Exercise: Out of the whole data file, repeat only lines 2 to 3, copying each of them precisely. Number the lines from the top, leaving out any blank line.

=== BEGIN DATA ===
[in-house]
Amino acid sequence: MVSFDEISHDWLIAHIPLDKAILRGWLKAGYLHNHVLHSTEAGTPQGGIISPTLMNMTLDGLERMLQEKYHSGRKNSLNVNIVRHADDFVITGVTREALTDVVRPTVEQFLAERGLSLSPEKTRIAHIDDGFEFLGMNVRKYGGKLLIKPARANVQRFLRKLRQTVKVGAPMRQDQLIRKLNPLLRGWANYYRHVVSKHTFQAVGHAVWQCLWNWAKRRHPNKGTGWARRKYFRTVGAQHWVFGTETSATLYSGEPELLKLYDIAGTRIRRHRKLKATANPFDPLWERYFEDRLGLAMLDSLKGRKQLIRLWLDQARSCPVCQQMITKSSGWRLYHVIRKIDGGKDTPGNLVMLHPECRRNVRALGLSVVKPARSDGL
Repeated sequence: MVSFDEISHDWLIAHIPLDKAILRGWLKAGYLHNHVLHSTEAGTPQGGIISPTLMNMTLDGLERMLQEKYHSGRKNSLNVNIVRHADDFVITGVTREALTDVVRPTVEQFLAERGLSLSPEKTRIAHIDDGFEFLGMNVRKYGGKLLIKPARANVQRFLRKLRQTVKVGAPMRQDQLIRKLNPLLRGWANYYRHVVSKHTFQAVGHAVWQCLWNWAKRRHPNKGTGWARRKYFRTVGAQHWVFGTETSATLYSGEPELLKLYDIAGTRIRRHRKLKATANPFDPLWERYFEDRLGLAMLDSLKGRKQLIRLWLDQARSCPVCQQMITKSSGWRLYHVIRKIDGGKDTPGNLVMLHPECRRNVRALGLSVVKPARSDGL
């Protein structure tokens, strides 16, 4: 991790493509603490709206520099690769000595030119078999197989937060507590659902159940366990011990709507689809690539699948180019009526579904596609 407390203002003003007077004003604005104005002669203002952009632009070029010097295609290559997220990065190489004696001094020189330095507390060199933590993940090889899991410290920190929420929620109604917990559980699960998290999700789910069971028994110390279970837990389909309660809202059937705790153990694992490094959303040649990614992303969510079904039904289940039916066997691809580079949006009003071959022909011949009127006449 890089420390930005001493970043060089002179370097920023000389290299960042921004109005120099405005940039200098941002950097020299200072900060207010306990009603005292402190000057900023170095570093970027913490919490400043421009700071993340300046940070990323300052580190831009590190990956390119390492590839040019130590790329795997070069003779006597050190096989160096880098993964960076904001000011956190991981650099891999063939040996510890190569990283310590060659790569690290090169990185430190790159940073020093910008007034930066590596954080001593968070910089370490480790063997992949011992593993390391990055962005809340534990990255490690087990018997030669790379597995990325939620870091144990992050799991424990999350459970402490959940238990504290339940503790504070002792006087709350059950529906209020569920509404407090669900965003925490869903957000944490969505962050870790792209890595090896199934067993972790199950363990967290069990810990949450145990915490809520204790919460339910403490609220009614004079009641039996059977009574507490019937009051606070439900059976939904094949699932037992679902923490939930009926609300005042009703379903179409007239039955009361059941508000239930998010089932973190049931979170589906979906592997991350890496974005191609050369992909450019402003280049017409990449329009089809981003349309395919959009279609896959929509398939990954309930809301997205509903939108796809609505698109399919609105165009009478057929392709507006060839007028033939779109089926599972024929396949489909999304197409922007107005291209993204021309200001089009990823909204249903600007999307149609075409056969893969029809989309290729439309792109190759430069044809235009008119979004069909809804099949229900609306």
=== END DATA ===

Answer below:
Amino acid sequence: MVSFDEISHDWLIAHIPLDKAILRGWLKAGYLHNHVLHSTEAGTPQGGIISPTLMNMTLDGLERMLQEKYHSGRKNSLNVNIVRHADDFVITGVTREALTDVVRPTVEQFLAERGLSLSPEKTRIAHIDDGFEFLGMNVRKYGGKLLIKPARANVQRFLRKLRQTVKVGAPMRQDQLIRKLNPLLRGWANYYRHVVSKHTFQAVGHAVWQCLWNWAKRRHPNKGTGWARRKYFRTVGAQHWVFGTETSATLYSGEPELLKLYDIAGTRIRRHRKLKATANPFDPLWERYFEDRLGLAMLDSLKGRKQLIRLWLDQARSCPVCQQMITKSSGWRLYHVIRKIDGGKDTPGNLVMLHPECRRNVRALGLSVVKPARSDGL
Repeated sequence: MVSFDEISHDWLIAHIPLDKAILRGWLKAGYLHNHVLHSTEAGTPQGGIISPTLMNMTLDGLERMLQEKYHSGRKNSLNVNIVRHADDFVITGVTREALTDVVRPTVEQFLAERGLSLSPEKTRIAHIDDGFEFLGMNVRKYGGKLLIKPARANVQRFLRKLRQTVKVGAPMRQDQLIRKLNPLLRGWANYYRHVVSKHTFQAVGHAVWQCLWNWAKRRHPNKGTGWARRKYFRTVGAQHWVFGTETSATLYSGEPELLKLYDIAGTRIRRHRKLKATANPFDPLWERYFEDRLGLAMLDSLKGRKQLIRLWLDQARSCPVCQQMITKSSGWRLYHVIRKIDGGKDTPGNLVMLHPECRRNVRALGLSVVKPARSDGL